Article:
Python for .NET Developers Transcripts
Chapter: Database access and ORMs in Python
Lecture: Querying data

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0:00 Now that we have data in the database let's forget this stuff here about this in-memory data. We want to go and get it from the database
0:09 which could also do the sort, and just return it. It should be super easy now we have our context, our database context all set up.
0:18 So we're going to start again, by using our session factory because that's how we get started.
0:23 When we're able to say with session_factory.create_session() as ctx and then we want to do some kind of query.
0:31 We're going to do a query if there's no style if there's no filtering, we're going to do one thing otherwise we're going to do
0:39 a more of a database filter down here. So if we just want all of them the guitars, equals, the way it works is we go to the context, the session
0:49 I say query of the type we want to do a query against and we could say filter and do some kind of limiting but we're not, we just want all the guitars.
0:56 So we're going to do an order by and this is where it gets kind of interesting. We say order by guitar dot, what do you want to order by?
1:03 You want to order by price, how do you want to order? Descending. Pretty cool, right? Want to go to the guitar, get its price order by descending.
1:12 So, it's not exactly the same as LINQ but it's quite similar to it. And then let's read this all out into a list because once we leave here
1:20 basically, the connection is closed and we can't get any more data. So when I go over here and just convert that
1:25 to a list, it'll be clear if we do it like that right there. Okay, so this should work for all the guitars what about if we need the filtered guitars?
1:36 Well, this is no longer necessary. It's going to be something like this. I'm going to have this order as well. Now, these start to get really long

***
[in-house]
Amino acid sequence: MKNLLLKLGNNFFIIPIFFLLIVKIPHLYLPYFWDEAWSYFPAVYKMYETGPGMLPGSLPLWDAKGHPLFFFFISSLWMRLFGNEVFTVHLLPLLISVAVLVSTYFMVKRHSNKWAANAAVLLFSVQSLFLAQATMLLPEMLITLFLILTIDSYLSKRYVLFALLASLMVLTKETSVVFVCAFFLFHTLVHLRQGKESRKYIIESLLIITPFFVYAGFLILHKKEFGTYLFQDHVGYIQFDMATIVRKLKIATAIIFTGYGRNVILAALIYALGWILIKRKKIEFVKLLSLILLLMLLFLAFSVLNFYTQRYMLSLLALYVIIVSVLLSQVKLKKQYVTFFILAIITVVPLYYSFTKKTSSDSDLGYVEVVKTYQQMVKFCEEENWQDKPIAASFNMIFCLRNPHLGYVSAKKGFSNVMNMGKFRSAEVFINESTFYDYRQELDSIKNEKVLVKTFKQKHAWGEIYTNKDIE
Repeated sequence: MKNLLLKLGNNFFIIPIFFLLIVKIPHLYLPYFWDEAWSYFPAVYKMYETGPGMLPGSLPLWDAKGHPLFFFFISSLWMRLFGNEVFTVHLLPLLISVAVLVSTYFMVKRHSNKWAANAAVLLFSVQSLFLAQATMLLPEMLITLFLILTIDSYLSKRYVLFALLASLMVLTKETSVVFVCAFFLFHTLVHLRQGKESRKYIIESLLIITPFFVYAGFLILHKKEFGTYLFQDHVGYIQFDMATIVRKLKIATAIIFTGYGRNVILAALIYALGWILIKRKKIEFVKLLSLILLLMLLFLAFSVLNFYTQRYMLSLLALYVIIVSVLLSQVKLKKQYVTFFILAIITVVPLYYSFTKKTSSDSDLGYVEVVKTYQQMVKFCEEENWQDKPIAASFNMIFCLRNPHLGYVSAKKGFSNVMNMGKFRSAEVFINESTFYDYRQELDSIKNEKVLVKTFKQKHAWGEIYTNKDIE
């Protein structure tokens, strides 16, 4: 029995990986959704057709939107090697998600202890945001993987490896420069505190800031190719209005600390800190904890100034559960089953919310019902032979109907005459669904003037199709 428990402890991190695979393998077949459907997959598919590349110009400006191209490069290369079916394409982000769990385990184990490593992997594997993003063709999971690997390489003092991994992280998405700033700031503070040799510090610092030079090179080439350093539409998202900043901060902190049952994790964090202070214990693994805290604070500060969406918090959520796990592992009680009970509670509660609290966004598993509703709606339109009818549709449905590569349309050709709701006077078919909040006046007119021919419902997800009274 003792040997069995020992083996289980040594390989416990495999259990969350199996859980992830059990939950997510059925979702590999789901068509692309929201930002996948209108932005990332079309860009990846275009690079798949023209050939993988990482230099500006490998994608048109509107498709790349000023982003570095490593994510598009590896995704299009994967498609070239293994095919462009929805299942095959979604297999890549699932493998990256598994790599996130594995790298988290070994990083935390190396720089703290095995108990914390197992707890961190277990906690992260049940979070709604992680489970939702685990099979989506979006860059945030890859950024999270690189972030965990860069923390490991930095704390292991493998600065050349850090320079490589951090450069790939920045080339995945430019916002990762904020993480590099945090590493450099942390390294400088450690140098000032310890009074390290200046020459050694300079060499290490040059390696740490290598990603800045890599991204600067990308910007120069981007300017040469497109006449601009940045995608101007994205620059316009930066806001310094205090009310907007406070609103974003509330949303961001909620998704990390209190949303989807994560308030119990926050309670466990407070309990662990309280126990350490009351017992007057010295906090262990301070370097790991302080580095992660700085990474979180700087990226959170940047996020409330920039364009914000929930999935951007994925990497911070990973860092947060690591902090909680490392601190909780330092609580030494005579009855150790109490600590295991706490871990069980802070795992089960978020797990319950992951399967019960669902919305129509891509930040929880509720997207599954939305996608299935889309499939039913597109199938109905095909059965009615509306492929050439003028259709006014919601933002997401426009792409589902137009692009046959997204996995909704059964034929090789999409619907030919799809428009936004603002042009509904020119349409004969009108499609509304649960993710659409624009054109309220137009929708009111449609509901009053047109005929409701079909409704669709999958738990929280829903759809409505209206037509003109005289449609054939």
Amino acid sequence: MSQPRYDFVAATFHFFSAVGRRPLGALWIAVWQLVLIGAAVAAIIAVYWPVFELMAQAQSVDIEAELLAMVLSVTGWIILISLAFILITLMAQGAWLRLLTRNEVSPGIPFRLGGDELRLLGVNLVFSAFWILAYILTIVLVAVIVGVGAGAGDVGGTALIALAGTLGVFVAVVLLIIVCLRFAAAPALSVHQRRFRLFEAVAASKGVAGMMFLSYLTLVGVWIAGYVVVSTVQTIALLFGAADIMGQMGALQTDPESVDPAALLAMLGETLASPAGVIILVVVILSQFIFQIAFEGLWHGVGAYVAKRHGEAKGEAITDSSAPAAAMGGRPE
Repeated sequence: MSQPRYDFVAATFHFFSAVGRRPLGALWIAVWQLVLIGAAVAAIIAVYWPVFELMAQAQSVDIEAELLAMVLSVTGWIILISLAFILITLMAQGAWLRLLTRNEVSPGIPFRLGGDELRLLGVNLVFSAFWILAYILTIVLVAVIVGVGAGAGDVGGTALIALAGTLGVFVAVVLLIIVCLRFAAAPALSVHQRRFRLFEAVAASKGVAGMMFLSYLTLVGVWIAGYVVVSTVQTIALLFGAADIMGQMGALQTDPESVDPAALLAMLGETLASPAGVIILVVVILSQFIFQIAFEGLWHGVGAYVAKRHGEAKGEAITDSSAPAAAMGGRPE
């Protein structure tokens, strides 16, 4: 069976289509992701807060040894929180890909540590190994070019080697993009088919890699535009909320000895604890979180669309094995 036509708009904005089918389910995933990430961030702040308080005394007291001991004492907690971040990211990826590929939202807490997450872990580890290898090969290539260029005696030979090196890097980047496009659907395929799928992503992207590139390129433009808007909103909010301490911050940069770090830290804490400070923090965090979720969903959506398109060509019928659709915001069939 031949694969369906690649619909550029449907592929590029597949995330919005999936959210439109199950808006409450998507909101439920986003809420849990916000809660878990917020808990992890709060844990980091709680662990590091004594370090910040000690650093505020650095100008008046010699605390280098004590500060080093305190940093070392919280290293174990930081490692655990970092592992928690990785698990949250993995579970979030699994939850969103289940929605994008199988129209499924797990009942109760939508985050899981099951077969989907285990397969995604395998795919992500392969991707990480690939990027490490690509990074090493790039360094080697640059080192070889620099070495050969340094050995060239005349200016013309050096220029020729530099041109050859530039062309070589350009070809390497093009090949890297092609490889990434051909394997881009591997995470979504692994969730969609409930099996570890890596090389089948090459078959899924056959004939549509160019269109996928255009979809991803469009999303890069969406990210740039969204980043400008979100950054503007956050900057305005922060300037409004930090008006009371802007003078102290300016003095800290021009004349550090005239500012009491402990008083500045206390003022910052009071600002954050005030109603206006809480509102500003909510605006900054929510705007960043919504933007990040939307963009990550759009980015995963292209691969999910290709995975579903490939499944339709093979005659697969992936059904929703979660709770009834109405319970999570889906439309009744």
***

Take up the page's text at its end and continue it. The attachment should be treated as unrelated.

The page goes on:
1:44 and we can do some nice little hang breaks here so let's go, just hit enter here. It's a bit of a weird language feature
1:51 but it's how it works. You hit enter, and you do a continuation you have to do either a backslash there or since there's no semicolons
2:00 or if there's parentheses then you actually don't have to do that. So if we just wrap the list here
2:04 we can say dot order by this and we can also come here and say dot filter whatever you want to filter on.
2:12 Remember, we were testing style, so and what do we want to test? Equality, not less than greater than, or whatever, done.
2:22 So, here's what we're going to write. We're going to take, we do a query against the guitar tables going to filter on style, which we have an index for
2:30 we're going to order by price, which we have an index for and we're going to make sure we read through the cursor turn it to a list, and return it.
2:37 Alright, well, that's not too much work for us to write these two queries let's go ahead an run it, and see if our website still works.
2:44 So here we are, this page tells us nothing about whether it's going to work but let's see what's on the next page. Cross your fingers, boom!
2:51 There they are, how awesome is that? And how do I know this is real data not that in-memory stuff? Because it's the new version in the database.
2:59 Well that's all of them, let's look at just the electric guitars. Just the acoustic ones. Beautiful! How killer is that? That is just so sweet!
3:08 And that is all the code we had to write to implement that. It was just as long as just doing it with fake in-memory data
3:15 but now we have the full power of a real database and right now just SQLLite, but it could be Postgres
3:20 or Microsoft SQL Server, or whatever we connect it to. Super, super cool. And the way that we consume it, remember, over here
3:29 this does not change at all. Or as it knows, it still gets a list of guitar objects and those guitar objects have all the properties that it expects.
3:37 So we didn't even have to touch this code which is great!

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